When I came back to the stem I sanded down the fill with 220 grit paper. The plug blended nicely and I proceeded to polish the stem with 1500 – 12000 micromesh pads. Cleaning the inside of the stem was quite simple, four of alcohol soaked pipe cleaners (2 bristled and 2 soft) took care of the insides and the stem was done. Returning to the stummel, I began to work the bowl-shank joint back and forth with ever increasing force. I caught myself holding my breath, afraid of breaking the pipe beyond repair but dismissed that thought as fear of the unknown and pushed on. Eventually the crack began to open up and the shank and bowl were separated. I was surprised to see that the original repair had included two small brads – or pins – set on either side of the air hole to strengthen the break. Since the brads were already in proper alignment I decided to reuse them in my repair. After some research, I settled on the J-B Kwik Weld as my epoxy of choice. Its resistant temperature is less than that of original J-B Weld (300 vs 550 degrees); however, I do not think the shank should reach 300 degrees during a smoke. But the real advantage in my minds was that the set time is only 6 minutes compared to 4-6 hours. I didn’t want to have to come up with a way to hold the two parts together for several hours and risk the parts slipping.
In order to keep the airway clear during the repair, I pushed a pipe cleaner through the airway before smearing the epoxy on the both surfaces with a tooth pick. With the clock running on the set time, I pushed to the two parts together using the old brads as alignment pins. Looking back I think it would have been better if I had only used one of the pins. The fit was tight and I was fighting against the pins to get the two parts tight together when the time ran out on the epoxy. I was left with a larger gap between the pieces than I thought was right; I had been hoping for a flush fit. Before setting the pipe aside to cure I wiped off the excess epoxy and removed the pipe cleaner. I let the pipe sit overnight and the next day I used a dental pick to remove some of the epoxy from the gap between the stummel and bowl. The gap was very small, less than a 1/32 of an inch on top and near flush on the bottom. When the crack was as clean as I could get it, I filled it with briar dust and placed drops of clear super glue on top to hold the dust in place. When the super glue dried I smoothed out the repair with 220 grit sand paper. There were some minor dents in the bowl and I decided to steam them out by wrapping the bowl with a damp terry cloth rag and going over the rag with a clothes iron set on high. If you used this method I would advise keeping your figures well clear of the iron. Speaking from personal experience, you don’t have to be very close to the iron get burned by the steam. Fortunately, I did not drop bowl!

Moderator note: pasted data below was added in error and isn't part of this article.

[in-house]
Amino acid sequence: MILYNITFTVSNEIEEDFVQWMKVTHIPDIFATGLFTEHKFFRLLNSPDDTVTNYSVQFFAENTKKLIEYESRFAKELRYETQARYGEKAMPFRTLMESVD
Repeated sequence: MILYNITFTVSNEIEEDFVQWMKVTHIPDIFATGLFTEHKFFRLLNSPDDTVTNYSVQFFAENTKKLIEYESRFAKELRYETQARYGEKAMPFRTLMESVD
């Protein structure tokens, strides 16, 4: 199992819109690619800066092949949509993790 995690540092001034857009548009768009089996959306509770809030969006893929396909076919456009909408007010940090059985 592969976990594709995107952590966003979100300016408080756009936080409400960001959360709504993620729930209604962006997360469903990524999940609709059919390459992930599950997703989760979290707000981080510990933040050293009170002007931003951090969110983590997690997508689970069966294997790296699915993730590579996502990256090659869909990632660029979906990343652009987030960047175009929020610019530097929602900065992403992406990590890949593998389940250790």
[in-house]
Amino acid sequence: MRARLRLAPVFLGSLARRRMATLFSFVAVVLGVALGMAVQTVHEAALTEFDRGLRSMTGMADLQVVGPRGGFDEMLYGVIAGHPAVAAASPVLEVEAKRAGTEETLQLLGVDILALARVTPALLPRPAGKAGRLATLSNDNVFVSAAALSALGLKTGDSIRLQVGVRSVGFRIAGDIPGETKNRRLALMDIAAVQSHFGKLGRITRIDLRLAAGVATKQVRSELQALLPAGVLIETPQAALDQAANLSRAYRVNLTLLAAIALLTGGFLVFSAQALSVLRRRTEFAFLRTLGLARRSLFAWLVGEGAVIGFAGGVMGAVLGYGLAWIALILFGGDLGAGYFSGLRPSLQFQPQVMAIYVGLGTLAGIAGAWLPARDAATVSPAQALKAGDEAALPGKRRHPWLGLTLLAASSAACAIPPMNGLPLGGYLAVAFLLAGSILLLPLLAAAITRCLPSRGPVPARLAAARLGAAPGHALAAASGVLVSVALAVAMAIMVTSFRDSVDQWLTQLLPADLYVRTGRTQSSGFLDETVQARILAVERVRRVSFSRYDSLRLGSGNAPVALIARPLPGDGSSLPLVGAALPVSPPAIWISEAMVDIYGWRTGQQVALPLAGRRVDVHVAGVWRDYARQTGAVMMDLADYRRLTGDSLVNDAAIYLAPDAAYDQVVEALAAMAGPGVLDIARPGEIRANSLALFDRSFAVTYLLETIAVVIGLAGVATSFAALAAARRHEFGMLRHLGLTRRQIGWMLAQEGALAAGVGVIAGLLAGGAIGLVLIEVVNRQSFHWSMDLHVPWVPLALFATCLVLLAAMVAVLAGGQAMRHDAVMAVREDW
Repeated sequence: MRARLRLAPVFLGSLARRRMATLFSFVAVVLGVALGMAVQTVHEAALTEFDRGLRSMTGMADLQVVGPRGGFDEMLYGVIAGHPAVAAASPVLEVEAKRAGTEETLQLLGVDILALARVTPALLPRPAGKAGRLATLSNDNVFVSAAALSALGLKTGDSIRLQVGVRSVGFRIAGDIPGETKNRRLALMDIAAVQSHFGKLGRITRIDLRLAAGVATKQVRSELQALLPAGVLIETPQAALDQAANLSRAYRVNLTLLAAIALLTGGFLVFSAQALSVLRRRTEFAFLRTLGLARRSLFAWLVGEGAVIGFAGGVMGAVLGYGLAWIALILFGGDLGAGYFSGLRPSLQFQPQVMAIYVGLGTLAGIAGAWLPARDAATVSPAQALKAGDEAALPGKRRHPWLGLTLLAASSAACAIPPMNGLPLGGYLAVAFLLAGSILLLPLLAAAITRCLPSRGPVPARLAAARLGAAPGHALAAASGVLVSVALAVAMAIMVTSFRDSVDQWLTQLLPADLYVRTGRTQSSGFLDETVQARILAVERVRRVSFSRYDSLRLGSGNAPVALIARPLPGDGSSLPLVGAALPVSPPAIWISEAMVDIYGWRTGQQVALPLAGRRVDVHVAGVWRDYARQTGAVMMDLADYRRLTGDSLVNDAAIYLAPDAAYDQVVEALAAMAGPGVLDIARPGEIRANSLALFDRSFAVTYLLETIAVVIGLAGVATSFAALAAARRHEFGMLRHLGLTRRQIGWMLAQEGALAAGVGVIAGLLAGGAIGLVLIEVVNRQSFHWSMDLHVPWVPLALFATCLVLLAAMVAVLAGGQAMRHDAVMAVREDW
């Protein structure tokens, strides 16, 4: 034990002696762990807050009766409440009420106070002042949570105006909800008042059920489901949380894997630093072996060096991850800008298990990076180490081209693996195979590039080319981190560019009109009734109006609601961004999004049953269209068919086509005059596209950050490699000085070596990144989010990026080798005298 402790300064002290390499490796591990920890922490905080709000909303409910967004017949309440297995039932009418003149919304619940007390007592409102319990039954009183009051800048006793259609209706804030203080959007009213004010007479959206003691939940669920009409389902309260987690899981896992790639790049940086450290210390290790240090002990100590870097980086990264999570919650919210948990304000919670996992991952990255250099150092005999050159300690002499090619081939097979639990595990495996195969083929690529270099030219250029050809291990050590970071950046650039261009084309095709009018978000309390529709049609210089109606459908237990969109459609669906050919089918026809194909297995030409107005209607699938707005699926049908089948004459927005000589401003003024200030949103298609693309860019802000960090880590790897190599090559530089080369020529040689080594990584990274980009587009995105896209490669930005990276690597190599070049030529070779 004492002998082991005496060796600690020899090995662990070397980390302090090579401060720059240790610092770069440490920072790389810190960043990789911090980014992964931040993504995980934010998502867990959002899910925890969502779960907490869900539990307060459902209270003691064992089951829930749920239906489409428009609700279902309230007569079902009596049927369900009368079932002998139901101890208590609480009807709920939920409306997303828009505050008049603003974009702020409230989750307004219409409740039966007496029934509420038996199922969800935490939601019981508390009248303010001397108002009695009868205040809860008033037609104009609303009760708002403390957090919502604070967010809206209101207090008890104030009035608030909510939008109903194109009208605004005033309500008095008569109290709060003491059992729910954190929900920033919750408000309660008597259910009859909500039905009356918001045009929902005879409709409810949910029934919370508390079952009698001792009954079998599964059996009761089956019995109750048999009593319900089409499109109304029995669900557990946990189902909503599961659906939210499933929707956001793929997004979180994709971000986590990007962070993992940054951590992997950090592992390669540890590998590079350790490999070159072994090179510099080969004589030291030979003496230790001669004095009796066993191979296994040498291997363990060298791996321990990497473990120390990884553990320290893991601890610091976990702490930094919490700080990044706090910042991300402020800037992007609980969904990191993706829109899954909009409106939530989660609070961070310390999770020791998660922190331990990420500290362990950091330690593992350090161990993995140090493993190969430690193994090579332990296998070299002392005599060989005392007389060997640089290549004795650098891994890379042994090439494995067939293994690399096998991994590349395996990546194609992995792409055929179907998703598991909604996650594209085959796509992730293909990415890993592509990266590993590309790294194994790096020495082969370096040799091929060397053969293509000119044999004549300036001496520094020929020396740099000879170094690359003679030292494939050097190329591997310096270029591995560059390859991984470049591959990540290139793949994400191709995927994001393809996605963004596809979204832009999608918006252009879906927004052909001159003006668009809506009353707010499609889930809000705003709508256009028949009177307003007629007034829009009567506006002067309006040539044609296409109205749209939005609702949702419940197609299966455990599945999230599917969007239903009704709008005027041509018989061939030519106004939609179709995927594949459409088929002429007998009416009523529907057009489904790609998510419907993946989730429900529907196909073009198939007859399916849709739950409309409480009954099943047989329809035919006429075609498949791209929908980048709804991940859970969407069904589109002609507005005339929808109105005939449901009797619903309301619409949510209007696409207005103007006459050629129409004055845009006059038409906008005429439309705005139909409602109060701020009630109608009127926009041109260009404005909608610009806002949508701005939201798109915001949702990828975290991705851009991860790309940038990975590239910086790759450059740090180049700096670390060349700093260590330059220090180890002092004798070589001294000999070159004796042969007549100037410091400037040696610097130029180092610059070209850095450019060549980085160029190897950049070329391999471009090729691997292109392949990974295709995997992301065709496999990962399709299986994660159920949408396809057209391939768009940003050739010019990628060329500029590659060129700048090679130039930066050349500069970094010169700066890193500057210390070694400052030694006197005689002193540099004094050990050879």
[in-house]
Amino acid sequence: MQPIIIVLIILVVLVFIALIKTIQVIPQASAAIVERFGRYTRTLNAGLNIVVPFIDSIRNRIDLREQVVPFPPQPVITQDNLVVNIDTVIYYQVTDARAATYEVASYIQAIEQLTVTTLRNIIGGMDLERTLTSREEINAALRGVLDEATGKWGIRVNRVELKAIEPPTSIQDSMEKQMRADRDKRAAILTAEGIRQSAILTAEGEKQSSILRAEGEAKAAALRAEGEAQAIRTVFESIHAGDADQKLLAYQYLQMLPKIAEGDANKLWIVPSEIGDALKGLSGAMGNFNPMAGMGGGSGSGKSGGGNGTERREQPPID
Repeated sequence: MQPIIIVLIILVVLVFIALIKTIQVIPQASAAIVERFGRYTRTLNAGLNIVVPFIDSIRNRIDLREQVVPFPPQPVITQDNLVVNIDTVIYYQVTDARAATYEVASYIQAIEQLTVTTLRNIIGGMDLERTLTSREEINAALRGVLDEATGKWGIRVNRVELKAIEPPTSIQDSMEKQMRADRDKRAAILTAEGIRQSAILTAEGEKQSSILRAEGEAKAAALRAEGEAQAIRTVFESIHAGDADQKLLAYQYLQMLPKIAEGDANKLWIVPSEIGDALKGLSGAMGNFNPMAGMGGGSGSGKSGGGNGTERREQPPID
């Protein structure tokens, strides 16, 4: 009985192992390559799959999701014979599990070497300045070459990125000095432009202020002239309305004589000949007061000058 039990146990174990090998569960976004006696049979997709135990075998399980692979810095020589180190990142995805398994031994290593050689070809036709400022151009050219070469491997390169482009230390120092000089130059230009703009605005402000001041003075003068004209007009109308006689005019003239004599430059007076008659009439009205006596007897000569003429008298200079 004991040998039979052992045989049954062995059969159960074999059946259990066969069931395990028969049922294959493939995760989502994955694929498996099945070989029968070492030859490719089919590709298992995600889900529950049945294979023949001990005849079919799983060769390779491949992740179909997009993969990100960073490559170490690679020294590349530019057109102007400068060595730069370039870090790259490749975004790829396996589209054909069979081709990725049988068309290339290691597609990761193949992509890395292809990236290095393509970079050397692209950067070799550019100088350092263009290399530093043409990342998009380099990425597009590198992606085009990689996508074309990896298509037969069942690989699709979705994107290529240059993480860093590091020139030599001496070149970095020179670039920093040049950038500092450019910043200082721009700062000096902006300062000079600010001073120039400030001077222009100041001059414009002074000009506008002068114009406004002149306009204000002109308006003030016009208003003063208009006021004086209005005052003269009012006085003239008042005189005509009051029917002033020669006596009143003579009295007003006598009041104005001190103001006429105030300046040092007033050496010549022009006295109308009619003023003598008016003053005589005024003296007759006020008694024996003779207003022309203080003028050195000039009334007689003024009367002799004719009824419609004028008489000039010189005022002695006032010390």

I sanded the entire bowl with 400 – 2000 grit paper to remove all the dents and scratches but being sure to stay clear of the marking on the shank. The markings were faint but I wanted to preserve as much of them as I could.
The bowl had beautiful grain and I wanted to use a light brown stain to highlight it. I used one part Fiebing’s light brown mixed with 2 parts isopropyl alcohol applied with a cotton swab in layers until the color looked just right. I flaming each layer and wiped off the excess with a cotton pad moistened with alcohol.
The next to last step was to polish the sterling silver band. For this I tried a new technique that I had recently learned on this blog using a small amount of cigar ash and saliva. I was careful not to polish too much – or at all – around the hallmarks. The final step was a trip to the buffer for three coats of carnauba wax on the briar and stem. I hand applied a light coat of Walker Briar Works carnauba wax sealer on the silver band and I buffed the pipe with a micro fiber cloth to bring up the shine.